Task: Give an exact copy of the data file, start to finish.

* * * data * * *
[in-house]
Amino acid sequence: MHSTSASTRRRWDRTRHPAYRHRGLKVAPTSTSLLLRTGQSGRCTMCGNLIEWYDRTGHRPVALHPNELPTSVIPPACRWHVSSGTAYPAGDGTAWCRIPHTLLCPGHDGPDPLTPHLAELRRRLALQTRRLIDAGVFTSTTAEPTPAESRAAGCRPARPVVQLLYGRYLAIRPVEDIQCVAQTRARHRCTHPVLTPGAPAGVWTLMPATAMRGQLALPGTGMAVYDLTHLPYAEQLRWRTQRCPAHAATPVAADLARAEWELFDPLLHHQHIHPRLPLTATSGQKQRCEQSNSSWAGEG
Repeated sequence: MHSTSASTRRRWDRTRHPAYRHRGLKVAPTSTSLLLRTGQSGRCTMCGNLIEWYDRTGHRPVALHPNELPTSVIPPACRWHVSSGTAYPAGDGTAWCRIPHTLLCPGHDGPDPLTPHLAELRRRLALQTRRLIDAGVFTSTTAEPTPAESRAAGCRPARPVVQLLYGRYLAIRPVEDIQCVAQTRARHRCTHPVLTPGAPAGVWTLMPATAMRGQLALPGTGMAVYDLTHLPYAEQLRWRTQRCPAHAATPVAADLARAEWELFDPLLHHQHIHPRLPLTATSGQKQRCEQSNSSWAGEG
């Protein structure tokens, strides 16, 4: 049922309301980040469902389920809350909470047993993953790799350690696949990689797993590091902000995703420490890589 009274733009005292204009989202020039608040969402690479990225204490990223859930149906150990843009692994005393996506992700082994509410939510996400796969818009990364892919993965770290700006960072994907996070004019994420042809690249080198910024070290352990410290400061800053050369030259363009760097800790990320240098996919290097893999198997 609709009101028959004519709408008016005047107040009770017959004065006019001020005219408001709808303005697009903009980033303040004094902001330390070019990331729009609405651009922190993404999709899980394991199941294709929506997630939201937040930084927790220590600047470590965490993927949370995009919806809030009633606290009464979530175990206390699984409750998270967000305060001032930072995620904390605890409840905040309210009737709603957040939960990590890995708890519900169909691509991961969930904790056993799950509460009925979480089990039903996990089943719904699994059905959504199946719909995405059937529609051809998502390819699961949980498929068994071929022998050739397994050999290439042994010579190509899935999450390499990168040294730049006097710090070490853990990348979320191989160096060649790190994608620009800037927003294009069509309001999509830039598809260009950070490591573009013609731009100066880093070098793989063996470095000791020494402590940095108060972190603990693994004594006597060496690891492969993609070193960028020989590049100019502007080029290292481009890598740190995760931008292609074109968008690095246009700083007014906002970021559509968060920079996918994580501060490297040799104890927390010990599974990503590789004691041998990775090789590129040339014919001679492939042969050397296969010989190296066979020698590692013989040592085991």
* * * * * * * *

[in-house]
Amino acid sequence: MHSTSASTRRRWDRTRHPAYRHRGLKVAPTSTSLLLRTGQSGRCTMCGNLIEWYDRTGHRPVALHPNELPTSVIPPACRWHVSSGTAYPAGDGTAWCRIPHTLLCPGHDGPDPLTPHLAELRRRLALQTRRLIDAGVFTSTTAEPTPAESRAAGCRPARPVVQLLYGRYLAIRPVEDIQCVAQTRARHRCTHPVLTPGAPAGVWTLMPATAMRGQLALPGTGMAVYDLTHLPYAEQLRWRTQRCPAHAATPVAADLARAEWELFDPLLHHQHIHPRLPLTATSGQKQRCEQSNSSWAGEG
Repeated sequence: MHSTSASTRRRWDRTRHPAYRHRGLKVAPTSTSLLLRTGQSGRCTMCGNLIEWYDRTGHRPVALHPNELPTSVIPPACRWHVSSGTAYPAGDGTAWCRIPHTLLCPGHDGPDPLTPHLAELRRRLALQTRRLIDAGVFTSTTAEPTPAESRAAGCRPARPVVQLLYGRYLAIRPVEDIQCVAQTRARHRCTHPVLTPGAPAGVWTLMPATAMRGQLALPGTGMAVYDLTHLPYAEQLRWRTQRCPAHAATPVAADLARAEWELFDPLLHHQHIHPRLPLTATSGQKQRCEQSNSSWAGEG
């Protein structure tokens, strides 16, 4: 049922309301980040469902389920809350909470047993993953790799350690696949990689797993590091902000995703420490890589 009274733009005292204009989202020039608040969402690479990225204490990223859930149906150990843009692994005393996506992700082994509410939510996400796969818009990364892919993965770290700006960072994907996070004019994420042809690249080198910024070290352990410290400061800053050369030259363009760097800790990320240098996919290097893999198997 609709009101028959004519709408008016005047107040009770017959004065006019001020005219408001709808303005697009903009980033303040004094902001330390070019990331729009609405651009922190993404999709899980394991199941294709929506997630939201937040930084927790220590600047470590965490993927949370995009919806809030009633606290009464979530175990206390699984409750998270967000305060001032930072995620904390605890409840905040309210009737709603957040939960990590890995708890519900169909691509991961969930904790056993799950509460009925979480089990039903996990089943719904699994059905959504199946719909995405059937529609051809998502390819699961949980498929068994071929022998050739397994050999290439042994010579190509899935999450390499990168040294730049006097710090070490853990990348979320191989160096060649790190994608620009800037927003294009069509309001999509830039598809260009950070490591573009013609731009100066880093070098793989063996470095000791020494402590940095108060972190603990693994004594006597060496690891492969993609070193960028020989590049100019502007080029290292481009890598740190995760931008292609074109968008690095246009700083007014906002970021559509968060920079996918994580501060490297040799104890927390010990599974990503590789004691041998990775090789590129040339014919001679492939042969050397296969010989190296066979020698590692013989040592085991």